While Brazil’s MFN applied tariff rate averaged 11.2 percent in 2012, its average bound tariff rate is significantly higher at 31.4 percent, with the maximum bound rates for industrial and agricultural goods set at 35 percent and 55 percent, respectively. Because of the large disparities between bound and applied rates, U.S. exporters face significant uncertainty in the Brazilian market. This uncertainty is amplified by the frequent changes in tariffs made by the Brazilian government to protect domestic industries from import competition. For example, in October 2012, Brazil increased tariffs to a maximum of 35 percent on 100 industrial products pursuant to a December 2011 MERCOSUR ministerial decision. These tariff increases affected approximately $1 billion in U.S. exports in 2012. Brazil is further considering increasing tariffs on an additional 100 products pursuant to a second MERCOSUR ministerial decision taken in June 2012. These tariff hikes could adversely affect Brazil’s competitiveness. We note that Brazil has also decreased tariffs on a large number of products in 2013. While we welcome these trade liberalizing steps, it is important to underscore that frequent and temporary changes in tariffs, whether up or down, create an unpredictable business environment for importers and exporters, and have a chilling effect on investment.
We want to acknowledge the important and continued progress that Brazil has made in enhancing the effectiveness of intellectual property rights enforcement. However, shortcomings in some areas of IPR protection and enforcement continue to act as obstacles to U.S. exports and investment. The United States is particularly concerned about recent regulations that give Brazil’s sanitary regulatory agency, ANVISA, the authority to provide “prior consent” to pharmaceutical patent applications. ANVISA’s review is in addition to the normal patent review conducted by Brazil’s patent office (INPI).
We call upon Brazil to assume additional responsibilities commensurate with its prominent position in the global economy. In that regard, we encourage Brazil to continue to work with us and other Members to produce a doable package of results for the WTO’s 9th Ministerial in Bali in December, including a binding agreement on Trade Facilitation. We would also like to see Brazil accede to the WTO Agreement on Government Procurement, which would provide Brazilian companies access to lucrative procurement markets in the United States and other GPA member countries, while opening up Brazil’s government procurement market to foreign participation. And we urge Brazil to consider joining the negotiations to expand the product coverage of the Information Technology Agreement.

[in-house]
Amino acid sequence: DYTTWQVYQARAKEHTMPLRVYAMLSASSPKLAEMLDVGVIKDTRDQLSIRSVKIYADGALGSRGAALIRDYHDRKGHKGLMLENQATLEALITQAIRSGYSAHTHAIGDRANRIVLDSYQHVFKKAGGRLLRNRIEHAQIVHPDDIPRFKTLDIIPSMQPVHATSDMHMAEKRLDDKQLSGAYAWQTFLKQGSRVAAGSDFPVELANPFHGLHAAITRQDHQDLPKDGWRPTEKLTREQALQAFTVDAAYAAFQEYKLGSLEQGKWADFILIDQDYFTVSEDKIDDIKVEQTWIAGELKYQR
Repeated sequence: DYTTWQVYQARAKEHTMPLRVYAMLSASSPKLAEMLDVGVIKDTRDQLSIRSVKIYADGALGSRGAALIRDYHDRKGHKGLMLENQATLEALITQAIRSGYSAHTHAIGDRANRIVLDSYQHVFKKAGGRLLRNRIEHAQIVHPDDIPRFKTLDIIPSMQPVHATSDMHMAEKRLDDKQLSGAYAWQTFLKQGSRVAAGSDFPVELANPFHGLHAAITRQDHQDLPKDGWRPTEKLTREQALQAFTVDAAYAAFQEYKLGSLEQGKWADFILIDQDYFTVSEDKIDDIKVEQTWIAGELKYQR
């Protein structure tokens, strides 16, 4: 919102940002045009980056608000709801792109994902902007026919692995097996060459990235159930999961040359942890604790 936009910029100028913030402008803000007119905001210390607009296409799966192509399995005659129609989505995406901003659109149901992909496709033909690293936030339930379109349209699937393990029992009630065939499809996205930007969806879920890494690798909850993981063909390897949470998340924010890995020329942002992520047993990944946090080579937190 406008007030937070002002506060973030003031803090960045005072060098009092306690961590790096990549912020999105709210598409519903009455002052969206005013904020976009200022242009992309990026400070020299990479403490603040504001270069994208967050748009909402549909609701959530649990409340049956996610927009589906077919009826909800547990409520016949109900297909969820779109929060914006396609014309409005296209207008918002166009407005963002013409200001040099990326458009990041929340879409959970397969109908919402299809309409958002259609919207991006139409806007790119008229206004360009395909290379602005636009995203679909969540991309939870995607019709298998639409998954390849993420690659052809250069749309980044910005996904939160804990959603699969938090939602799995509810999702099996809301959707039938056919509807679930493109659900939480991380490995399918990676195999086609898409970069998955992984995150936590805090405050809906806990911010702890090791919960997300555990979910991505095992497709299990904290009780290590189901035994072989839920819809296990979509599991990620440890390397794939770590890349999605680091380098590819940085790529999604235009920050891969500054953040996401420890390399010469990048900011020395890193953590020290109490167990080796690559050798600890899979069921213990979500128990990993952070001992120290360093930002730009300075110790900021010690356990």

The United States would like to remind Brazil of the importance of ensuring that the global trading order remains open. We were troubled to learn that the International Chamber of Commerce recently released its Open Market Index 2013, which ranks Brazil as the G20’s most closed economy. In a ranking of the 75 largest economies, Brazil occupies the 68th position. I would like to express my government’s hope and expectation that, going forward, Brazil will continue to pursue further reforms and open markets that enable it to reap the benefits of expanding trade and global economic opportunity. In addition, we welcome further cooperation on trade matters with our Brazilian colleagues both here at the WTO and in the context of our growing bilateral relationship.
Finally, in closing, on behalf of the United States, I would like to take this opportunity to recognize Ambassador Roberto Azevêdo, the next Director General of the WTO. It has been a privilege to work with Ambassador Azevêdo in his capacity as Brazil’s Ambassador to the WTO, and we look forward to working with him in his new role as Director General of this important institution. Thank you.